Vouchers are Expensive and Ineffective
Tennessee policymakers want to expand them
Jeff Bryant has an interesting piece at the L.A. Progressive about the fiscal challenges posed by school voucher programs.
The bottom line: Vouchers end up costing a LOT of money and creating huge budget problems for policymakers.
According to multiple reports detailed below, states that have been among the earliest to adopt universal voucher programs are finding that their costs are far exceeding estimates primarily due to the high numbers of families taking advantage of the programs. These families mostly never had their children enrolled in public schools.
In state after state, the number of families using vouchers to “escape” so-called failed public schools—an original argument for vouchers—is dwarfed by a larger population of families who already had their children enrolled in private schools and are using voucher money to subsidize their private school tuition costs.
Another large percentage of voucher users are parents who homeschool their children and use voucher funds to cover expenses they would previously have been shouldering themselves.
This means the state (and local taxpayers) end up covering education costs for kids they weren’t previously educating. Rather than moving money around to “follow the child” as advocates of “choice” programs claim, voucher schemes create an entirely new school system that must also be supported by taxpayers.
Bryant notes that in Arizona, the voucher plan may cost taxpayers up to $1 billion and a universal program in Florida could require $4 billion.
“More than 50 percent of ESA voucher funding represents a newly incurred cost to the [s]tate,” the memo read, “due to new applicants that were previously enrolled in private school, homeschooling, or were attending non-state aid schools prior to transferring.”
That would mean that roughly $500 million in NEW money would be needed to support a universal voucher program.
In Florida, the cost for what would effectively be a new “voucher school system” would be around $2 billion.
States enacting widespread voucher schemes end up paying for what are essentially entirely new school systems - and taxpayers end up paying hundreds of millions or even billions of dollars for schools that are not accountable to them.
Which leads us to Tennessee.
The state has a fairly new voucher program that is limited (so far) to Memphis, Nashville, and Chattanooga.
However, policy leaders want to expand that program to all 95 counties, something that has long been a goal of Gov. Bill Lee.
Before expanding the program, though, it might be useful to see how the program is going so far.
So, it’s not doing that well. Sure, this is early data from a small program. But it seems premature to advance a program that is not only not showing positive results, but also appears to be causing harm.
If only there had been some warning about what would happen on the academic side of vouchers.
Kevin Carey writes in the New York Times:
The first results came in late 2015. Researchers examined an Indiana voucher program that had quickly grown to serve tens of thousands of students under Mike Pence, then the state’s governor. “In mathematics,” they found, “voucher students who transfer to private schools experienced significant losses in achievement.” They also saw no improvement in reading.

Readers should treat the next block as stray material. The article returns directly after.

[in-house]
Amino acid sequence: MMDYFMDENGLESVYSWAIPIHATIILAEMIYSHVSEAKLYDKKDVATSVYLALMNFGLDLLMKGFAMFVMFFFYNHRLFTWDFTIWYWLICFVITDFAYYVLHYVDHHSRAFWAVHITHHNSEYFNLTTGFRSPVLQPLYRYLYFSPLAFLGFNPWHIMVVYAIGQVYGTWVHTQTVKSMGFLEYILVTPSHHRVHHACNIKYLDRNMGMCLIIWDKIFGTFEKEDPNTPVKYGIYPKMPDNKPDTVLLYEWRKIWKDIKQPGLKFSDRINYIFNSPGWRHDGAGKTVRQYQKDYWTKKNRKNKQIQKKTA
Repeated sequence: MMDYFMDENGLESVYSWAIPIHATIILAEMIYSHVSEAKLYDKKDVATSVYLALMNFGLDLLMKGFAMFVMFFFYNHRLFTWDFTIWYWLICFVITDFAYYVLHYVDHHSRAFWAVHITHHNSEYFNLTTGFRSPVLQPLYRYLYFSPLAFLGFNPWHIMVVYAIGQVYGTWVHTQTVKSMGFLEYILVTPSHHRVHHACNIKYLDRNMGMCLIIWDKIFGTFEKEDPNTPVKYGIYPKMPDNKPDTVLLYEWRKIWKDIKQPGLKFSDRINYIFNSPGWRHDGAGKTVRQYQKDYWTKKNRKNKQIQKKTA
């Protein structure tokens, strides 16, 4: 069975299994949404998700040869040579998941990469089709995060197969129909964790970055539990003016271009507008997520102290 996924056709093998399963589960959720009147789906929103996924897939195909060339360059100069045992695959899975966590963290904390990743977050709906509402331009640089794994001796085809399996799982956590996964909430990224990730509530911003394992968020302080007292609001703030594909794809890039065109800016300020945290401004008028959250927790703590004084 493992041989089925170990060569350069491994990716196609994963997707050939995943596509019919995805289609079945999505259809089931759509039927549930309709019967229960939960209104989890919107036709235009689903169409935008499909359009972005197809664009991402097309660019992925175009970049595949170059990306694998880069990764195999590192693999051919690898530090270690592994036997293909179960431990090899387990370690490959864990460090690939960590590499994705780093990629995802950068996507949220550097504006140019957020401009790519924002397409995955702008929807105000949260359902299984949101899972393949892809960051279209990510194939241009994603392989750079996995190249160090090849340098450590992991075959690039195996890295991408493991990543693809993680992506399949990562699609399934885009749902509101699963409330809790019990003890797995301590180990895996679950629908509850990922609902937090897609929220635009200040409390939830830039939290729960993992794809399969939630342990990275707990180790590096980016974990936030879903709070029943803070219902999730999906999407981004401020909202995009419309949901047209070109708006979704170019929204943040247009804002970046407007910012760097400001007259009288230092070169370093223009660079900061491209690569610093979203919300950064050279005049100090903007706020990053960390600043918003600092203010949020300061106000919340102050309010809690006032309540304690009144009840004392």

The next results came a few months later, in February, when researchers published a major study of Louisiana’s voucher program. Students in the program were predominantly black and from low-income families, and they came from public schools that had received poor ratings from the state department of education, based on test scores. For private schools receiving more applicants than they could enroll, the law required that they admit students via lottery, which allowed the researchers to compare lottery winners with those who stayed in public school.
They found large negative results in both reading and math. Public elementary school students who started at the 50th percentile in math and then used a voucher to transfer to a private school dropped to the 26th percentile in a single year. Results were somewhat better in the second year, but were still well below the starting point.
In June, a third voucher study was released by the Thomas B. Fordham Institute, a conservative think tank and proponent of school choice. The study, which was financed by the pro-voucher Walton Family Foundation, focused on a large voucher program in Ohio. “Students who use vouchers to attend private schools have fared worse academically compared to their closely matched peers attending public schools,” the researchers found. Once again, results were worse in math.
Tennessee’s results so far seem to be in line with other voucher programs. That is, the academic results are not positive, and in some cases, are negative.
Why expand a program that has kids losing ground academically?
Expansion of vouchers will be incredibly expensive - transferring hundreds of millions of taxpayer dollars to private operators with no accountability.
It will also likely be a net negative when it comes to student achievement.
This, though, is the primary education policy position of Tennessee’s top elected officials.